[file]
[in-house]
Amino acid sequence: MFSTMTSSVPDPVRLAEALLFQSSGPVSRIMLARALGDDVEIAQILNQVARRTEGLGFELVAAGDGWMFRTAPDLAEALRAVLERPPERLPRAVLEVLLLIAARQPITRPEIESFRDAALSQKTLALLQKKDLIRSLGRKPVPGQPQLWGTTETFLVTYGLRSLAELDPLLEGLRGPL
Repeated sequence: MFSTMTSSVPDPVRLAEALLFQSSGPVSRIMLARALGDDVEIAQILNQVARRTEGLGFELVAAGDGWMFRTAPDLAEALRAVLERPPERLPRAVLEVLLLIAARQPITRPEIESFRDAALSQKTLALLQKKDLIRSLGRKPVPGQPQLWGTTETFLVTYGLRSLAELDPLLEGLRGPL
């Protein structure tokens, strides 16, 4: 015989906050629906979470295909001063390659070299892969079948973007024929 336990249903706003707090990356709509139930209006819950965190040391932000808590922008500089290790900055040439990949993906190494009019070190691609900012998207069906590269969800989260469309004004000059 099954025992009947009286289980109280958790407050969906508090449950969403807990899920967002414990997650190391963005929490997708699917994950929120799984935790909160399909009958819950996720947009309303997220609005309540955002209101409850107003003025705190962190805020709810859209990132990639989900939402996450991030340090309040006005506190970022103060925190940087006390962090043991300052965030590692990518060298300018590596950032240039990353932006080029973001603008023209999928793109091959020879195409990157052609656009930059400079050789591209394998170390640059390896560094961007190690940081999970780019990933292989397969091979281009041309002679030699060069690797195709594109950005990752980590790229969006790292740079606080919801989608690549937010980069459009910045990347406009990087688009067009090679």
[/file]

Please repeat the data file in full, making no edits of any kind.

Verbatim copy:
[in-house]
Amino acid sequence: MFSTMTSSVPDPVRLAEALLFQSSGPVSRIMLARALGDDVEIAQILNQVARRTEGLGFELVAAGDGWMFRTAPDLAEALRAVLERPPERLPRAVLEVLLLIAARQPITRPEIESFRDAALSQKTLALLQKKDLIRSLGRKPVPGQPQLWGTTETFLVTYGLRSLAELDPLLEGLRGPL
Repeated sequence: MFSTMTSSVPDPVRLAEALLFQSSGPVSRIMLARALGDDVEIAQILNQVARRTEGLGFELVAAGDGWMFRTAPDLAEALRAVLERPPERLPRAVLEVLLLIAARQPITRPEIESFRDAALSQKTLALLQKKDLIRSLGRKPVPGQPQLWGTTETFLVTYGLRSLAELDPLLEGLRGPL
């Protein structure tokens, strides 16, 4: 015989906050629906979470295909001063390659070299892969079948973007024929 336990249903706003707090990356709509139930209006819950965190040391932000808590922008500089290790900055040439990949993906190494009019070190691609900012998207069906590269969800989260469309004004000059 099954025992009947009286289980109280958790407050969906508090449950969403807990899920967002414990997650190391963005929490997708699917994950929120799984935790909160399909009958819950996720947009309303997220609005309540955002209101409850107003003025705190962190805020709810859209990132990639989900939402996450991030340090309040006005506190970022103060925190940087006390962090043991300052965030590692990518060298300018590596950032240039990353932006080029973001603008023209999928793109091959020879195409990157052609656009930059400079050789591209394998170390640059390896560094961007190690940081999970780019990933292989397969091979281009041309002679030699060069690797195709594109950005990752980590790229969006790292740079606080919801989608690549937010980069459009910045990347406009990087688009067009090679």